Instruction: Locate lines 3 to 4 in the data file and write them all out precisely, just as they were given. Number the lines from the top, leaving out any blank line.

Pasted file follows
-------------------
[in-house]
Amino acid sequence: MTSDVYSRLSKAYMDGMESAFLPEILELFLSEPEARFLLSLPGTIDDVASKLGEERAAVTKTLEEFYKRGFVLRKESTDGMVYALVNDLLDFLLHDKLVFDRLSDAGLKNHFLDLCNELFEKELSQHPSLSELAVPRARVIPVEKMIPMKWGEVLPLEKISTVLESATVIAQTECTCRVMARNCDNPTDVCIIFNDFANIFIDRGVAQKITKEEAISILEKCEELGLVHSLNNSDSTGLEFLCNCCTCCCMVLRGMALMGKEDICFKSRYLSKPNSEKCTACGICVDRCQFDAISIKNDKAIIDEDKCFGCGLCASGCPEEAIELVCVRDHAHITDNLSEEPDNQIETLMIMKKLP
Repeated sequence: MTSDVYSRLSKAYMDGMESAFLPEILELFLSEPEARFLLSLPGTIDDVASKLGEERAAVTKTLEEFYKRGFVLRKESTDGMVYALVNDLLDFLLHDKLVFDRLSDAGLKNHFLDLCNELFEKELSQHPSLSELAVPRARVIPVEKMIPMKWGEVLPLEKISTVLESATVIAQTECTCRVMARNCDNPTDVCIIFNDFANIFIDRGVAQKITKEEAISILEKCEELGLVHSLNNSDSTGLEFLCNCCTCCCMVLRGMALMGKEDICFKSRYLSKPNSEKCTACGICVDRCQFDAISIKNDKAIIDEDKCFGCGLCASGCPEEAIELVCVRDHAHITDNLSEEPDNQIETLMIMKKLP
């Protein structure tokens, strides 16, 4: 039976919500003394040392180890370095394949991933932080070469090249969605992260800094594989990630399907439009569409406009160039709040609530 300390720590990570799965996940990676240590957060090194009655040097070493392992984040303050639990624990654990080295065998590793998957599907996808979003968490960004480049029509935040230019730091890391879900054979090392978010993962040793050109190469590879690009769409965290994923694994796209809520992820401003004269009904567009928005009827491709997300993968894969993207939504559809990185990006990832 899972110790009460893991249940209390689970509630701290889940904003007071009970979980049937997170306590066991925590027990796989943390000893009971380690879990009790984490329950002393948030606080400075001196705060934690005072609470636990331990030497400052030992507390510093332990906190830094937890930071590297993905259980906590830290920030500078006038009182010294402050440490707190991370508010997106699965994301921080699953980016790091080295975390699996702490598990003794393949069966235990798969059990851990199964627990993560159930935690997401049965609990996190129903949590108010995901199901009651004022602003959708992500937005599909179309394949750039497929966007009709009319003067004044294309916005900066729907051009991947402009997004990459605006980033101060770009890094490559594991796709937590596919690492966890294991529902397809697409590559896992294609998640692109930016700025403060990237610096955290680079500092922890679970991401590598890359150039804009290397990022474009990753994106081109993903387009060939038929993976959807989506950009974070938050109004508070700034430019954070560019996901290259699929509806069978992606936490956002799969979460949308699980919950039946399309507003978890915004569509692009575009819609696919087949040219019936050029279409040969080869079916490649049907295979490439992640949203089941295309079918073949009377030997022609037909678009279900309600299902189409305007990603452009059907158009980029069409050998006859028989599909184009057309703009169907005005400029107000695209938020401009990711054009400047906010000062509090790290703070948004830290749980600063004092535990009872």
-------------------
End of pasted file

Repeated sequence: MTSDVYSRLSKAYMDGMESAFLPEILELFLSEPEARFLLSLPGTIDDVASKLGEERAAVTKTLEEFYKRGFVLRKESTDGMVYALVNDLLDFLLHDKLVFDRLSDAGLKNHFLDLCNELFEKELSQHPSLSELAVPRARVIPVEKMIPMKWGEVLPLEKISTVLESATVIAQTECTCRVMARNCDNPTDVCIIFNDFANIFIDRGVAQKITKEEAISILEKCEELGLVHSLNNSDSTGLEFLCNCCTCCCMVLRGMALMGKEDICFKSRYLSKPNSEKCTACGICVDRCQFDAISIKNDKAIIDEDKCFGCGLCASGCPEEAIELVCVRDHAHITDNLSEEPDNQIETLMIMKKLP
């Protein structure tokens, strides 16, 4: 039976919500003394040392180890370095394949991933932080070469090249969605992260800094594989990630399907439009569409406009160039709040609530 300390720590990570799965996940990676240590957060090194009655040097070493392992984040303050639990624990654990080295065998590793998957599907996808979003968490960004480049029509935040230019730091890391879900054979090392978010993962040793050109190469590879690009769409965290994923694994796209809520992820401003004269009904567009928005009827491709997300993968894969993207939504559809990185990006990832 899972110790009460893991249940209390689970509630701290889940904003007071009970979980049937997170306590066991925590027990796989943390000893009971380690879990009790984490329950002393948030606080400075001196705060934690005072609470636990331990030497400052030992507390510093332990906190830094937890930071590297993905259980906590830290920030500078006038009182010294402050440490707190991370508010997106699965994301921080699953980016790091080295975390699996702490598990003794393949069966235990798969059990851990199964627990993560159930935690997401049965609990996190129903949590108010995901199901009651004022602003959708992500937005599909179309394949750039497929966007009709009319003067004044294309916005900066729907051009991947402009997004990459605006980033101060770009890094490559594991796709937590596919690492966890294991529902397809697409590559896992294609998640692109930016700025403060990237610096955290680079500092922890679970991401590598890359150039804009290397990022474009990753994106081109993903387009060939038929993976959807989506950009974070938050109004508070700034430019954070560019996901290259699929509806069978992606936490956002799969979460949308699980919950039946399309507003978890915004569509692009575009819609696919087949040219019936050029279409040969080869079916490649049907295979490439992640949203089941295309079918073949009377030997022609037909678009279900309600299902189409305007990603452009059907158009980029069409050998006859028989599909184009057309703009169907005005400029107000695209938020401009990711054009400047906010000062509090790290703070948004830290749980600063004092535990009872």